Tom was interested at once. He made an examination of the brake, and soon saw why it would not hold the wheels. The foot lever was not properly connected with the brake bar. It was a simple matter to adjust it by changing a single bolt, and this Tom did with tools he took from the bag on his motor-cycle. The colored man looked on in open-mouthed amazement, and even Boomerang peered lazily around, as if taking an interest in the proceedings.
"There," said Tom at length, as he tightened the nut. "That brake will work now, and hold the wagon on any hill. You won't need to rope the wheel. You didn't have the right leverage on it."
"'Scuse me, Mistah Swift, but what's dat yo' said?" and Eradicate leaned forward to listen deferentially.
"I said you didn't have the right leverage."
"No, sah, Mistah Swift, 'scuse me, but yo' made a slight mistake. I ain't never had no liverage on dis yeah wagon. It ain't dat kind ob a wagon. I onct drove a livery rig, but dat were some years ago. I ain't worked fo' de livery stable in some time now. Dat's why I know dere ain't no livery on dis wagon. Yo'll 'scuse me, but yo' am slightly mistaken."
"All right," rejoined Tom with a laugh, not thinking it worth while to explain what he meant by the lever force of the brake rod. "Let it go at that. Livery or no livery, your brake will work now. I guess you're all right. Now don't forget to come around and do some whitewashing," and seeing that the colored man was able to mount to the seat and start off Boomerang, who seemed to have deep-rooted objections about moving, Tom wheeled his motor-cycle back to the road.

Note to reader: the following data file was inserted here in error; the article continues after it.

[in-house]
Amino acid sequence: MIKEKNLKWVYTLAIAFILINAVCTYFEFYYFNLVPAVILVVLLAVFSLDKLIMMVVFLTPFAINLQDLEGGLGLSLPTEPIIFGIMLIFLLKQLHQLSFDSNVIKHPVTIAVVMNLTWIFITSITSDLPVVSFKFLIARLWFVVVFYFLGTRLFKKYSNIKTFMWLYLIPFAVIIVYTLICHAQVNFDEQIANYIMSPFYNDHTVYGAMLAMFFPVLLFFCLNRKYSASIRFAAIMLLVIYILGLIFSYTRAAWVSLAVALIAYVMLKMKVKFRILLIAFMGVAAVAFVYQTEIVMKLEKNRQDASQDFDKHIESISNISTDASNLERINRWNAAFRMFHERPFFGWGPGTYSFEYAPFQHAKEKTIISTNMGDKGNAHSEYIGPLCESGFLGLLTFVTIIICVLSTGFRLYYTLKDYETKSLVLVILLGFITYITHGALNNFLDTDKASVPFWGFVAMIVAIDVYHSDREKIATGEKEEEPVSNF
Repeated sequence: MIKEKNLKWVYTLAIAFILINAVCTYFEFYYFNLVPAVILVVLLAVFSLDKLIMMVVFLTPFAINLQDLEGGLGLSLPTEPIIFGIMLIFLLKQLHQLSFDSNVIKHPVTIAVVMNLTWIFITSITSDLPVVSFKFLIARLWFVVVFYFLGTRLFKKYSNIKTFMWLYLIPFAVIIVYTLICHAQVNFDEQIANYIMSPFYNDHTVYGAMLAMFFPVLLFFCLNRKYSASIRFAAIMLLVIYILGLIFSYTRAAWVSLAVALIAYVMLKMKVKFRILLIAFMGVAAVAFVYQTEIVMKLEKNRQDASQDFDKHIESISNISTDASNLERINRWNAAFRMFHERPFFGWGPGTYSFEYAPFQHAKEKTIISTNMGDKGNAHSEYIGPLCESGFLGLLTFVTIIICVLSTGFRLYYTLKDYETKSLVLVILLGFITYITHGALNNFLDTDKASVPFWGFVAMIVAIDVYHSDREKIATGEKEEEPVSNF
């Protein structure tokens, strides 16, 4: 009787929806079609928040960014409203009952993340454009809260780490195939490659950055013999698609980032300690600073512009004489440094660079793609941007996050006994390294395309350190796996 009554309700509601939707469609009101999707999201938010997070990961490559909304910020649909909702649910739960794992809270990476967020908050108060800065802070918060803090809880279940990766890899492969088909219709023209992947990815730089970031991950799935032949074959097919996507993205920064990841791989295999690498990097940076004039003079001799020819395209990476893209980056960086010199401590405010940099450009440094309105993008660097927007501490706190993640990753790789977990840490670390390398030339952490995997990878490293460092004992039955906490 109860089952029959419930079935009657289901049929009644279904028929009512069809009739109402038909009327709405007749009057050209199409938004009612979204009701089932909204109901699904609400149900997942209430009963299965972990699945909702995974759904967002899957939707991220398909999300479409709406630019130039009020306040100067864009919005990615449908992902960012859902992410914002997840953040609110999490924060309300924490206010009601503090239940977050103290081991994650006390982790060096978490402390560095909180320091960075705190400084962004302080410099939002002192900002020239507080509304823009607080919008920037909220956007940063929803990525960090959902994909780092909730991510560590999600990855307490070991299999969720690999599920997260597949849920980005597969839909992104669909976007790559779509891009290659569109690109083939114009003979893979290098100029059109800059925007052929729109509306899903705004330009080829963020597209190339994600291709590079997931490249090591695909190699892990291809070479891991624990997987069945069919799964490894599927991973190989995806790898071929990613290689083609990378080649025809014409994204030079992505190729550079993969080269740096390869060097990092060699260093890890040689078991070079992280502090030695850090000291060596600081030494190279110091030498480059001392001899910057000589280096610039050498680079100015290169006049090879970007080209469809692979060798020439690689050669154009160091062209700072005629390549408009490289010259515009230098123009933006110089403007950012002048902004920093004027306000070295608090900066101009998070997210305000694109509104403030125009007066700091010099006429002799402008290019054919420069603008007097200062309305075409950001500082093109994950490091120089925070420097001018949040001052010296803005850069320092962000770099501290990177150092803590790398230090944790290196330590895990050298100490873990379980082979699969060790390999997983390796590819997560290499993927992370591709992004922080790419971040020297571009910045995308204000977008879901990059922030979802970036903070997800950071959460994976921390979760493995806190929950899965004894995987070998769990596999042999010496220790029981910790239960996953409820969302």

Eradicate Sampson drove his wagon a short distance and then suddenly applied the brake. It stopped short, and the mule looked around as if surprised.
"It suah do work, Mistah Swift!" called the darky to Tom, who was waiting the result of his little repair job. "It suah do work!"
"I'm glad of it."
"Mah golly! But yo' am suttinly a conjure-man when it comes t' fixin' wagons! Did yo' eber work fer a blacksmith?"